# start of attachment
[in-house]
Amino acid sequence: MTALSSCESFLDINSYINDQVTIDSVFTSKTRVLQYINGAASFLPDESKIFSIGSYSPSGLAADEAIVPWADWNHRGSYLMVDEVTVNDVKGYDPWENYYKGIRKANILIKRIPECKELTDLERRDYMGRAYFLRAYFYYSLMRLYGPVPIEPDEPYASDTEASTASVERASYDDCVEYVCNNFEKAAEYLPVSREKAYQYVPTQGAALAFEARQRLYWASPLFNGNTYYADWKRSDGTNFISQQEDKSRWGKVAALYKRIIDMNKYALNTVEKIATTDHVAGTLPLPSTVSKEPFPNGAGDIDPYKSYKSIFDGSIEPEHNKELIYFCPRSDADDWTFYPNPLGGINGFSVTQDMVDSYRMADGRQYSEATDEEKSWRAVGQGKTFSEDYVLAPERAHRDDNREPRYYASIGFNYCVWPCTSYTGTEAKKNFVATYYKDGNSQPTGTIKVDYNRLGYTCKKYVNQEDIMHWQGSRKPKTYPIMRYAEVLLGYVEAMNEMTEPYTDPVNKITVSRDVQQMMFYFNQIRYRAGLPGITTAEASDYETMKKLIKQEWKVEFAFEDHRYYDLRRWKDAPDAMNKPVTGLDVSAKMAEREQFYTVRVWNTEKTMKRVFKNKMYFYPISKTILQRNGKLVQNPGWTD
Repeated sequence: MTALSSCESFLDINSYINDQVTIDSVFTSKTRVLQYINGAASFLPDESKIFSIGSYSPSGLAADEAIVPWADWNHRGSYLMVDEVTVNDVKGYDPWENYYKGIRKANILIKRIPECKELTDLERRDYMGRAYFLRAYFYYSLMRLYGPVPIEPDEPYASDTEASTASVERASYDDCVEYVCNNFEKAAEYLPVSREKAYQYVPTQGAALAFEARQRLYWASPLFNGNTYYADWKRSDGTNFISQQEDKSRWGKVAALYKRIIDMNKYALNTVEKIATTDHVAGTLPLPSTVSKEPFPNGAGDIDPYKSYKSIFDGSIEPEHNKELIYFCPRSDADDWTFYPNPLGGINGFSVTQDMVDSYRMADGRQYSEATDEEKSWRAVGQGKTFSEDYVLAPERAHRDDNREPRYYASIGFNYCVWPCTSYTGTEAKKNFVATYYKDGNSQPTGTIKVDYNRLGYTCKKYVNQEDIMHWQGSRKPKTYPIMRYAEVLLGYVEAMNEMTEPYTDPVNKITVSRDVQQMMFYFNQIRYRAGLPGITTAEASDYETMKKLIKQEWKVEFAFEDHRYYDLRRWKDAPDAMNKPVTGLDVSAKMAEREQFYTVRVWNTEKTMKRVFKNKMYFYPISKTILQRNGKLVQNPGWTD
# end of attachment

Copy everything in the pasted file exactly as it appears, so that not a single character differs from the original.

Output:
[in-house]
Amino acid sequence: MTALSSCESFLDINSYINDQVTIDSVFTSKTRVLQYINGAASFLPDESKIFSIGSYSPSGLAADEAIVPWADWNHRGSYLMVDEVTVNDVKGYDPWENYYKGIRKANILIKRIPECKELTDLERRDYMGRAYFLRAYFYYSLMRLYGPVPIEPDEPYASDTEASTASVERASYDDCVEYVCNNFEKAAEYLPVSREKAYQYVPTQGAALAFEARQRLYWASPLFNGNTYYADWKRSDGTNFISQQEDKSRWGKVAALYKRIIDMNKYALNTVEKIATTDHVAGTLPLPSTVSKEPFPNGAGDIDPYKSYKSIFDGSIEPEHNKELIYFCPRSDADDWTFYPNPLGGINGFSVTQDMVDSYRMADGRQYSEATDEEKSWRAVGQGKTFSEDYVLAPERAHRDDNREPRYYASIGFNYCVWPCTSYTGTEAKKNFVATYYKDGNSQPTGTIKVDYNRLGYTCKKYVNQEDIMHWQGSRKPKTYPIMRYAEVLLGYVEAMNEMTEPYTDPVNKITVSRDVQQMMFYFNQIRYRAGLPGITTAEASDYETMKKLIKQEWKVEFAFEDHRYYDLRRWKDAPDAMNKPVTGLDVSAKMAEREQFYTVRVWNTEKTMKRVFKNKMYFYPISKTILQRNGKLVQNPGWTD
Repeated sequence: MTALSSCESFLDINSYINDQVTIDSVFTSKTRVLQYINGAASFLPDESKIFSIGSYSPSGLAADEAIVPWADWNHRGSYLMVDEVTVNDVKGYDPWENYYKGIRKANILIKRIPECKELTDLERRDYMGRAYFLRAYFYYSLMRLYGPVPIEPDEPYASDTEASTASVERASYDDCVEYVCNNFEKAAEYLPVSREKAYQYVPTQGAALAFEARQRLYWASPLFNGNTYYADWKRSDGTNFISQQEDKSRWGKVAALYKRIIDMNKYALNTVEKIATTDHVAGTLPLPSTVSKEPFPNGAGDIDPYKSYKSIFDGSIEPEHNKELIYFCPRSDADDWTFYPNPLGGINGFSVTQDMVDSYRMADGRQYSEATDEEKSWRAVGQGKTFSEDYVLAPERAHRDDNREPRYYASIGFNYCVWPCTSYTGTEAKKNFVATYYKDGNSQPTGTIKVDYNRLGYTCKKYVNQEDIMHWQGSRKPKTYPIMRYAEVLLGYVEAMNEMTEPYTDPVNKITVSRDVQQMMFYFNQIRYRAGLPGITTAEASDYETMKKLIKQEWKVEFAFEDHRYYDLRRWKDAPDAMNKPVTGLDVSAKMAEREQFYTVRVWNTEKTMKRVFKNKMYFYPISKTILQRNGKLVQNPGWTD